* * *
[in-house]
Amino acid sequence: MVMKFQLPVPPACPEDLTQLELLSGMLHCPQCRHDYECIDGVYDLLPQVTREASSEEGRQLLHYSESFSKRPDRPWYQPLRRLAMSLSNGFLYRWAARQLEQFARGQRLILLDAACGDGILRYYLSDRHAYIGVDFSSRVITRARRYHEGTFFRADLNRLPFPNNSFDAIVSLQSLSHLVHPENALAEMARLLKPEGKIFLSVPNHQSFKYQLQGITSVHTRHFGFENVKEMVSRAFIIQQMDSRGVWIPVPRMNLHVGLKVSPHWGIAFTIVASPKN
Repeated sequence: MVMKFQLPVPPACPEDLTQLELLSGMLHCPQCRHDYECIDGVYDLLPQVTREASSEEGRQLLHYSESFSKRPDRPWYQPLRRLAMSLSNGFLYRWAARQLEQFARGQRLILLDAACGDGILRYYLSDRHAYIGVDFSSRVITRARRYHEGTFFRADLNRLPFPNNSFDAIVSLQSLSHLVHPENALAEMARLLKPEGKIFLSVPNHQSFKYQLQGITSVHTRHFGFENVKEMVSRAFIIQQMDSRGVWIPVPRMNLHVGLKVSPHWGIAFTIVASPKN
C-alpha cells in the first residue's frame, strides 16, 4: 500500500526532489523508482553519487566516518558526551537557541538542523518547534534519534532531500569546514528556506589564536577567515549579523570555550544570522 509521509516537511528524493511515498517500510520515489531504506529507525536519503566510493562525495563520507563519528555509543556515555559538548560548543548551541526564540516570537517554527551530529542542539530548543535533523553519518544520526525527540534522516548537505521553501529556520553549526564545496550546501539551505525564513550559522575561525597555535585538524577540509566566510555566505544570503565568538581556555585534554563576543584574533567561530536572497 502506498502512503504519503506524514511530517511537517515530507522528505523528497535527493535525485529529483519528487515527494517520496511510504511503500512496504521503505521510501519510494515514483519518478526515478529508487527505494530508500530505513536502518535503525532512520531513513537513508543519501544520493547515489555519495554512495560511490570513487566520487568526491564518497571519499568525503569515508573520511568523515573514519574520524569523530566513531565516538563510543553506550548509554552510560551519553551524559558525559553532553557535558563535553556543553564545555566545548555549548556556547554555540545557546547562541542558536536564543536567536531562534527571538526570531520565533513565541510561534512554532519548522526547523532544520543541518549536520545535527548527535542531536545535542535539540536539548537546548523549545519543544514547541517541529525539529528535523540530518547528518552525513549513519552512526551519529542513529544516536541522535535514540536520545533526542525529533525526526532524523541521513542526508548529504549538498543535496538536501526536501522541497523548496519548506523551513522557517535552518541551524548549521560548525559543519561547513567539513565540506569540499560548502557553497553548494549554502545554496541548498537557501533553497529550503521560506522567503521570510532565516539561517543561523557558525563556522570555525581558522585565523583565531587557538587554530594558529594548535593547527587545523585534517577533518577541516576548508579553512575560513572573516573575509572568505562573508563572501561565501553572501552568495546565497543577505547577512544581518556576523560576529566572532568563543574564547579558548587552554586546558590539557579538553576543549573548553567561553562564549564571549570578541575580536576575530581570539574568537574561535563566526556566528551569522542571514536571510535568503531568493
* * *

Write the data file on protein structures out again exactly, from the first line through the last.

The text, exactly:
[in-house]
Amino acid sequence: MVMKFQLPVPPACPEDLTQLELLSGMLHCPQCRHDYECIDGVYDLLPQVTREASSEEGRQLLHYSESFSKRPDRPWYQPLRRLAMSLSNGFLYRWAARQLEQFARGQRLILLDAACGDGILRYYLSDRHAYIGVDFSSRVITRARRYHEGTFFRADLNRLPFPNNSFDAIVSLQSLSHLVHPENALAEMARLLKPEGKIFLSVPNHQSFKYQLQGITSVHTRHFGFENVKEMVSRAFIIQQMDSRGVWIPVPRMNLHVGLKVSPHWGIAFTIVASPKN
Repeated sequence: MVMKFQLPVPPACPEDLTQLELLSGMLHCPQCRHDYECIDGVYDLLPQVTREASSEEGRQLLHYSESFSKRPDRPWYQPLRRLAMSLSNGFLYRWAARQLEQFARGQRLILLDAACGDGILRYYLSDRHAYIGVDFSSRVITRARRYHEGTFFRADLNRLPFPNNSFDAIVSLQSLSHLVHPENALAEMARLLKPEGKIFLSVPNHQSFKYQLQGITSVHTRHFGFENVKEMVSRAFIIQQMDSRGVWIPVPRMNLHVGLKVSPHWGIAFTIVASPKN
C-alpha cells in the first residue's frame, strides 16, 4: 500500500526532489523508482553519487566516518558526551537557541538542523518547534534519534532531500569546514528556506589564536577567515549579523570555550544570522 509521509516537511528524493511515498517500510520515489531504506529507525536519503566510493562525495563520507563519528555509543556515555559538548560548543548551541526564540516570537517554527551530529542542539530548543535533523553519518544520526525527540534522516548537505521553501529556520553549526564545496550546501539551505525564513550559522575561525597555535585538524577540509566566510555566505544570503565568538581556555585534554563576543584574533567561530536572497 502506498502512503504519503506524514511530517511537517515530507522528505523528497535527493535525485529529483519528487515527494517520496511510504511503500512496504521503505521510501519510494515514483519518478526515478529508487527505494530508500530505513536502518535503525532512520531513513537513508543519501544520493547515489555519495554512495560511490570513487566520487568526491564518497571519499568525503569515508573520511568523515573514519574520524569523530566513531565516538563510543553506550548509554552510560551519553551524559558525559553532553557535558563535553556543553564545555566545548555549548556556547554555540545557546547562541542558536536564543536567536531562534527571538526570531520565533513565541510561534512554532519548522526547523532544520543541518549536520545535527548527535542531536545535542535539540536539548537546548523549545519543544514547541517541529525539529528535523540530518547528518552525513549513519552512526551519529542513529544516536541522535535514540536520545533526542525529533525526526532524523541521513542526508548529504549538498543535496538536501526536501522541497523548496519548506523551513522557517535552518541551524548549521560548525559543519561547513567539513565540506569540499560548502557553497553548494549554502545554496541548498537557501533553497529550503521560506522567503521570510532565516539561517543561523557558525563556522570555525581558522585565523583565531587557538587554530594558529594548535593547527587545523585534517577533518577541516576548508579553512575560513572573516573575509572568505562573508563572501561565501553572501552568495546565497543577505547577512544581518556576523560576529566572532568563543574564547579558548587552554586546558590539557579538553576543549573548553567561553562564549564571549570578541575580536576575530581570539574568537574561535563566526556566528551569522542571514536571510535568503531568493